The Turbinaria peltata or Cup Coral is a relatively easy coral to keep. It does best under moderate lighting, and can be feed plankton-sized foods if necessary. It will grow in mass, getting wider over time. Watch the leading edges where new polyps form, displaying that new growth. It comes in a couple of colors, such as golden brown or green, as pictured.
Turbinaria sp. - Turbinaria reniformis more than likely - isn't the first coral you think of when adding livestock to your aquarium, but once you see some in another tank you realize you've been missing out far too long! The Yellow Scroll coral will grow in layers, forming cups and ripples as it matures in your reef.
The favia coral nicknamed War Coral is a popular choice. Its name is derived from the way the colors are segmented by barriers, more than likely.
Here is a coral many people fall in love with, but it needs some TLC to keep it alive and happy. These grow in ocean caves, typically upside down. I got this Sun Coral - Tubastrea - in a trade with a club member, feeding it nearly daily with mysis shrimp. Because my clownfish seem to think my hand is dangerous and nip at me, I've created a feeder with a turkey baster and a length of flexible tubing to drizzle the thawed food over each polyp. Feedings take about 15 minutes, and I turn off the pumps while doing so.
Goniopora is a difficult coral to care for, usually best for more experienced reef keepers. Basically, it needs a nutrient laden environment to thrive, and our tanks are often too pristine. The Red Goniopora is considered the hardier one, compared to the abundance of green ones for sale. They die slowly over time, receding from the skeletal base. Success can only be measured in years of captivity, and few are able to do so. I purchased this one from a reefer that kept it for nine months.
This LPS is about 6" long and 4.5" wide and 3" tall. It is a brain coral, called Platygyra pini. It is another coral that filter feeds at night, extending small polyps from the openings to capture planktonic-sized foods.
This is a coral from the Bubble family. It has been suggested it might be a Pearl Bubble Coral, but I've not seen one like this before. As you may have considered, it kind of looks like a Ricordea. This one has a mixture of pink and green bubbles. At night, it looks far different. Bubble corals are LPS corals, and need gentle to medium flow, and reef parameters to thrive.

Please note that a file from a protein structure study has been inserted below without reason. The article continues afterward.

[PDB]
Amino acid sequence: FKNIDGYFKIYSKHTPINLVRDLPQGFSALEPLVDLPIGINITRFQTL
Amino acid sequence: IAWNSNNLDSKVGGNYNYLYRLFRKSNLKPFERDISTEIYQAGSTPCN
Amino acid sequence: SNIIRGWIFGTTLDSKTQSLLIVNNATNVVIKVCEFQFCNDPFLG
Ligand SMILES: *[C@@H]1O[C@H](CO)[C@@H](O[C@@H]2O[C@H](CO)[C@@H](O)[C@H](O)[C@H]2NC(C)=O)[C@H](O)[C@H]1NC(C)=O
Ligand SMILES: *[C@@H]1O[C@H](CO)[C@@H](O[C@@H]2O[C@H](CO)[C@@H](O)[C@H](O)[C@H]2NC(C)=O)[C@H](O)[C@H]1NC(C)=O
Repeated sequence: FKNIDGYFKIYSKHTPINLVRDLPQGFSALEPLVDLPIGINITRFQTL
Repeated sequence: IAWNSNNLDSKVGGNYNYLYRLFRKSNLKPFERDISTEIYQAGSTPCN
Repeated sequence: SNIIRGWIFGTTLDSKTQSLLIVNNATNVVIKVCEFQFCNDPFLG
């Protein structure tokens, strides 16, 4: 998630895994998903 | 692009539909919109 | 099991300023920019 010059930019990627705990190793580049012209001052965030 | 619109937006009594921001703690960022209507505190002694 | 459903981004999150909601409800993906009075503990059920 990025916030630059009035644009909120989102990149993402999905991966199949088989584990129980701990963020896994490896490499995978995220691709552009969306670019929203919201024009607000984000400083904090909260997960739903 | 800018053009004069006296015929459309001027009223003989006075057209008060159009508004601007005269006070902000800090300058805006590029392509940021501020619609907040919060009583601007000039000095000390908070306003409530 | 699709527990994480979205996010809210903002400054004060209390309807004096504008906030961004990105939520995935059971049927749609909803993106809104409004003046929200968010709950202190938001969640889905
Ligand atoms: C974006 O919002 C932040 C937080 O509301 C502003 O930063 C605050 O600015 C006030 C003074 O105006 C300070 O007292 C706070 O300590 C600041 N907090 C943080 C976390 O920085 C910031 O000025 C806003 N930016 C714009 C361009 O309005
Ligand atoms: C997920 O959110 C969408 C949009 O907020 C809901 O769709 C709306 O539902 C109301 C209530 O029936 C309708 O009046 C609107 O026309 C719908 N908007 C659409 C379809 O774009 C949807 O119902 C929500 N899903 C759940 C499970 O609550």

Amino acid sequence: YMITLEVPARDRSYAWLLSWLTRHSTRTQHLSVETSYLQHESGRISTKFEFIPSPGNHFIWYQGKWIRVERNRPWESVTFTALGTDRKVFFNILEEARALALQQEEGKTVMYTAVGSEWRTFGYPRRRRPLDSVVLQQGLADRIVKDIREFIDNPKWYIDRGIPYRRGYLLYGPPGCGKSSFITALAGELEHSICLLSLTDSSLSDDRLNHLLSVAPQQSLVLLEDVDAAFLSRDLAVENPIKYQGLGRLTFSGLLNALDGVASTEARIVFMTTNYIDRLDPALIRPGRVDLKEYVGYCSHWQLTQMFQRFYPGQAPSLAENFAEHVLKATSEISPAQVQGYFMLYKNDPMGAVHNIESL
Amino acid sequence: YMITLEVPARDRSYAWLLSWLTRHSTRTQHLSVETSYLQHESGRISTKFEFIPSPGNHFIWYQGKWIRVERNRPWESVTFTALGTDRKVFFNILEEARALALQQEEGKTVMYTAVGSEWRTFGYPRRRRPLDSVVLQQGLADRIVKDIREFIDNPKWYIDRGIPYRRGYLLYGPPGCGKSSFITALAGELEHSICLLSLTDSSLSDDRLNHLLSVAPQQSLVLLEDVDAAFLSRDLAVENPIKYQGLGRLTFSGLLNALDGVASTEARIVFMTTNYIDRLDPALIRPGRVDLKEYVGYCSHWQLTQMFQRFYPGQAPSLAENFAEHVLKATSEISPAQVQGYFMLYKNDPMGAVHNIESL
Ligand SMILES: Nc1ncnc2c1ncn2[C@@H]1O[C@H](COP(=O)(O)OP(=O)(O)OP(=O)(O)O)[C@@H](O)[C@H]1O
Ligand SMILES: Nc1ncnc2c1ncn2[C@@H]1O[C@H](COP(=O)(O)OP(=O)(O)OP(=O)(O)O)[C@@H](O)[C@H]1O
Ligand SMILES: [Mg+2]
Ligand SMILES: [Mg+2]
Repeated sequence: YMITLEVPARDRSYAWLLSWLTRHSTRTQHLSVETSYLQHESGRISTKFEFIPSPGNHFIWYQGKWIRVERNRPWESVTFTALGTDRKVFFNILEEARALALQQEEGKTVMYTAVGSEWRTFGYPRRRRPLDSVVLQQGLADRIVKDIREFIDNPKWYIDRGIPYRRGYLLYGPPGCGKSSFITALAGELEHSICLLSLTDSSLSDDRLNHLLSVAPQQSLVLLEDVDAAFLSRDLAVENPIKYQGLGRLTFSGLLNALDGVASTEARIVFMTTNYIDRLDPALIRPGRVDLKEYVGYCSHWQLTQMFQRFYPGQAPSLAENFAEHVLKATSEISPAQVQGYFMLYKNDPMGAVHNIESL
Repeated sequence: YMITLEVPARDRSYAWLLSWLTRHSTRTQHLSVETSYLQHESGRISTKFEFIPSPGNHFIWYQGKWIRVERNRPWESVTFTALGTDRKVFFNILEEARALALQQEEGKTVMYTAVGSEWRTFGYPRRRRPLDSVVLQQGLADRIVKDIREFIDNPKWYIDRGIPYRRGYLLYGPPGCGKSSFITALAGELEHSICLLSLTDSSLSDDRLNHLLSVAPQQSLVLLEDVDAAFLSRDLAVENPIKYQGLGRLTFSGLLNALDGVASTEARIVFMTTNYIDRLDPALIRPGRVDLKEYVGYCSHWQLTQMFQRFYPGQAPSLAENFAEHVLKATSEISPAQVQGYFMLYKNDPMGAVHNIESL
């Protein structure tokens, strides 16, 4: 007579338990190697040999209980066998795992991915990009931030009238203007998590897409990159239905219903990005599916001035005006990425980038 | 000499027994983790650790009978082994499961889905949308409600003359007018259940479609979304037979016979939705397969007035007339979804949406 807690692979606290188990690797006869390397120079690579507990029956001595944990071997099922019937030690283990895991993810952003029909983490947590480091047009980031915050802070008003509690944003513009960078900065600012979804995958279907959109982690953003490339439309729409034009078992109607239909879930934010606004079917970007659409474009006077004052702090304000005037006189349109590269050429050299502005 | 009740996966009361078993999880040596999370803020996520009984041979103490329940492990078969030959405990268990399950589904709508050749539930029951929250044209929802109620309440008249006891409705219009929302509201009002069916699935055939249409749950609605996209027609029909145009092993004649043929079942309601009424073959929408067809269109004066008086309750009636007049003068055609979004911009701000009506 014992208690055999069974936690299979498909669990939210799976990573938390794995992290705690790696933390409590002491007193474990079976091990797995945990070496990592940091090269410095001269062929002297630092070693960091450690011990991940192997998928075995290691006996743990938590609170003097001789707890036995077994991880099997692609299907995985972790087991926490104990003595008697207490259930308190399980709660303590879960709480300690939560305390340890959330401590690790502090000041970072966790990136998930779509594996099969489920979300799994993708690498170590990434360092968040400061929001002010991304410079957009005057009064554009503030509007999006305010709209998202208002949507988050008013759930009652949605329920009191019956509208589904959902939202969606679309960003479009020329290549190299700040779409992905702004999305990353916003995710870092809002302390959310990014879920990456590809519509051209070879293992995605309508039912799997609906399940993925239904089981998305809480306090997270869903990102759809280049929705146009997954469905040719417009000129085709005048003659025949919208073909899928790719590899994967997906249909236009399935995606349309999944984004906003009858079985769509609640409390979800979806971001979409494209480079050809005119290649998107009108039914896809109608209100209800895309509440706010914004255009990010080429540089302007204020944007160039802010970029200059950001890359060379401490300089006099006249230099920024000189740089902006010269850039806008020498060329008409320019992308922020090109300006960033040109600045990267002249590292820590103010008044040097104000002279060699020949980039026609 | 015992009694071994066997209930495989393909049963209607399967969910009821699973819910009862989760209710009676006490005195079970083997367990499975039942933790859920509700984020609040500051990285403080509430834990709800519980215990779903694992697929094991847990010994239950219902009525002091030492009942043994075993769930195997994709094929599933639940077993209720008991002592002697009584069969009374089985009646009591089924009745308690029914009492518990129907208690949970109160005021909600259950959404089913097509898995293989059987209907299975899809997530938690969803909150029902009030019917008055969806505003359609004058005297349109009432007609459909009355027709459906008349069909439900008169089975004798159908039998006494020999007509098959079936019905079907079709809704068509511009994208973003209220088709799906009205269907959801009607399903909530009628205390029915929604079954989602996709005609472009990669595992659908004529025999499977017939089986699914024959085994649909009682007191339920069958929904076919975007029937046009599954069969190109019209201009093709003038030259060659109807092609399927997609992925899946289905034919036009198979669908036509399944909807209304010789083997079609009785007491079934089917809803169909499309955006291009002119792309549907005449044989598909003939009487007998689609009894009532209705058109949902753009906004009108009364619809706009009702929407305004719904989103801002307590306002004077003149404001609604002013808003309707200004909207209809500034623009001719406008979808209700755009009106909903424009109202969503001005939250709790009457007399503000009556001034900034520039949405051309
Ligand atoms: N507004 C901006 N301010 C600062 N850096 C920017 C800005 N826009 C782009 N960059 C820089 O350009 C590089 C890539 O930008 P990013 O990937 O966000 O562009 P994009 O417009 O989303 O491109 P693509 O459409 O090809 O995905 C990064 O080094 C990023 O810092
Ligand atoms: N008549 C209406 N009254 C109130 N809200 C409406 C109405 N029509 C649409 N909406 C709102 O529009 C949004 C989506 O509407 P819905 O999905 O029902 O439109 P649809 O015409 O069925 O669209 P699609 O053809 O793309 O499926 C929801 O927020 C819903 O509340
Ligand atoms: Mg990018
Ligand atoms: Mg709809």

Similar to Frogspawn, this LPS coral is nicknamed Octopus Coral or Octospawn. Its needs are the same as any LPS, which includes good lighting, moderate flow, and stable water parameters. It doesn't need to be target fed, but will eat diced meaty foods at night. The nickname is likely due to the abundance of dots, similar to all the sucker cups of an octopus. Octospawn are often lighter or more pale that their Frogspawn counterpart.
Neon green Candy Cane corals add some eye candy to a reef tank. This is an LPS (large polyped stony) coral, which when cared for properly will continue to grow and split, making new heads. Essentially a night feeding coral, short tentacles extend to trap any food in the water column. Under actinic lighting, these corals glow brightly. Good water quality is a must. LPS corals need calcium so they can continually build the base structure. Fragging this coral is possible by carefully breaking the branches at the base.
This is sometimes referred to as a "moon coral", but it is a Favia sp. This specific specimen is multicolored, and at night when it feeds, it looks positively furry and 100% different in appearance. It isn't a hard coral to keep, but keep other corals away from it to avoid chemical stings that may hurt it.